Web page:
Summary of Results
Total Evaluable in Cohort 1 (n=56)i, ii, iii
Confirmed ORR (%) (95% CI %) iv, v
25% (14.4 – 38.4)
DCR (%) (95% CI)vi
Median DoR (95% CI) (months)
6.9 months (3.0-7.0)
CI, confidence interval; ORR, objective response rate; CR, complete response; DCR, disease control rate; DoR, duration of response; PR, partial response; SD, stable disease; PD, progressive disease; NE, not evaluable
i Patritumab deruxtecan 5.6 mg/kg dose in dose escalation and cohort 1 of dose expansion included in efficacy analysis set
ii Data cut-off of April 30, 2020
iii Median follow-up time was five months, with 28 patients continuing to receive treatment at the time of data cut-off
iv 22/56 (39%) patients had best percentage decrease in sum of tumor diameters ≥ 30%
v ORR is CR+PR
vi DCR is CR + PR +SD
About the Study
The global, multicenter, open label, two-part phase 1 study is evaluating patritumab deruxtecan in patients with metastatic or unresectable EGFR-mutated NSCLC whose disease has progressed after standard therapy, including an EGFR TKI.
The dose escalation part of the study evaluated patients with metastatic or unresectable EGFR-mutated NSCLC who experienced disease progression on erlotinib, gefitinib, dacomitinib or afatinib and tested negative for the T790M mutation or who experienced disease progression on osimertinib regardless of T790M status. The primary objective of the dose escalation phase was to assess the safety and tolerability of patritumab deruxtecan and determine the recommended dose for expansion (RDE). Data from the dose escalation were presented at the 2019 American Society of Clinical Oncology (ASCO) Annual Meeting and the 2019 World Conference on Lung Cancer (WCLC).
The dose expansion part of the study is evaluating patritumab deruxtecan at the RDE (5.6 mg/kg) in three cohorts. Cohort 1 includes patients with metastatic or unresectable EGFR-mutated NSCLC who experienced disease progression after taking one or more EGFR tyrosine kinase inhibitor (TKI) and one or more platinum based chemotherapy regimens. Cohort 2 includes patients with squamous or non-squamous NSCLC without EGFR activating mutations. Cohort 3 includes patients with NSCLC with EGFR mutations including any histology other than combined small cell and non-small cell lung cancer; patients in Cohort 3 will be randomized 1:1 to receive the RDE regimen (Cohort 3a) or an escalating up-titration regimen of patritumab deruxtecan (Cohort 3b).
The primary objective of the dose expansion phase of the study is to assess efficacy as measured by confirmed ORR of patritumab deruxtecan. Secondary study endpoints include investigator assessed ORR; safety, tolerability and preliminary efficacy; and characterization of the pharmacokinetics of patritumab deruxtecan. The study is currently enrolling patients at multiple sites in the US, Europe, Japan and other countries in Asia. For more information, visit ClinicalTrials.gov.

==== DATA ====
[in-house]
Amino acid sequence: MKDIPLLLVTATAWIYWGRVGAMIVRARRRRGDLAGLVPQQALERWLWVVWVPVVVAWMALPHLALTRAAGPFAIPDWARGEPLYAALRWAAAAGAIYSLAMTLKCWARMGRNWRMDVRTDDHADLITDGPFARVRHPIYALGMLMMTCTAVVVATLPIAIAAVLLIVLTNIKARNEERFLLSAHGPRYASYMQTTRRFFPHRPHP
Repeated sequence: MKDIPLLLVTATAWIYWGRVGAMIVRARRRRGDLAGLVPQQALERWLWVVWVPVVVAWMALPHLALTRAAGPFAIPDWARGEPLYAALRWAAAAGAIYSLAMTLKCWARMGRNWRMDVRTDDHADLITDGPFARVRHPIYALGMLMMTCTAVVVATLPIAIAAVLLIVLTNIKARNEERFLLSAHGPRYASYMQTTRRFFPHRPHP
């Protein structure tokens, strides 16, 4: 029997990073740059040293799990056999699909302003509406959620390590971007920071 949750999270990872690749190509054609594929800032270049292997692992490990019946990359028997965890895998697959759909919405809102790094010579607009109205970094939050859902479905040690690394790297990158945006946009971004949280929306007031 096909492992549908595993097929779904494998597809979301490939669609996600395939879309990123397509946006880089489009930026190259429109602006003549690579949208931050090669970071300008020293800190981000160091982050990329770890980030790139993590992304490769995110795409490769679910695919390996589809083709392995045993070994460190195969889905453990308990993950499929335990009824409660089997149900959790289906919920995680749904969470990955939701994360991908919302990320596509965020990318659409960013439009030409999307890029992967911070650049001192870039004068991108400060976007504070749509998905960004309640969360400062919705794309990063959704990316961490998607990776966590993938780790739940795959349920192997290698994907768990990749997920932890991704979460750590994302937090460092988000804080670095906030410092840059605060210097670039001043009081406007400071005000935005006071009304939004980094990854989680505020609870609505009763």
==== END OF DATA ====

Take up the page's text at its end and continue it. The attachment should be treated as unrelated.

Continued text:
About Non-Small Cell Lung Cancer
Lung cancer is the most common cancer and the leading cause of cancer mortality worldwide; there were an estimated 2.1 million new cases of lung cancer in 2018 and 1.8 million deaths.1 Most lung cancers are diagnosed at an advanced or metastatic stage.2 Non-small cell lung cancer (NSCLC) accounts for 80 to 85 percent of all lung cancers.6 The introduction of targeted therapies and checkpoint inhibitors in the past decade has improved the treatment landscape for patients with advanced or metastatic NSCLC; however, the prognosis is particularly poor among patients who have progressed after treatment with standard therapies. For those who are not eligible for current treatments, or whose cancer continues to progress, new therapeutic approaches are needed.7
EGFR mutation is a well-established oncogenic target for management of advanced stage NSCLC.8 For patients with advanced EGFR-mutated NSCLC, targeted therapy with EGFR TKIs offers higher response rates and progression-free survival compared to chemotherapy.8 However, most patients eventually develop resistance to such drugs, at which time standard treatment options are limited.9 Clinical resistance to EGFR TKIs has been linked to multiple gene-based mechanisms, and in many cases, the underlying cause remains unknown.10,11,12
HER3 is a member of the EGFR family of tyrosine kinase receptors, which are associated with aberrant cell proliferation and survival.13 HER3 expression has been associated with an increased incidence of metastases and reduced survival in patients with NSCLC, with expression frequency reported to be as high as 83 percent.4,5 The majority of EGFR-mutated NSCLCs show some level of HER3 expression.5,14 Currently, no HER3 directed therapies are approved for any cancer.
About Patritumab Deruxtecan
Patritumab deruxtecan (U3-1402) is one of three lead DXd antibody drug conjugates (ADC) in the oncology pipeline of Daiichi Sankyo.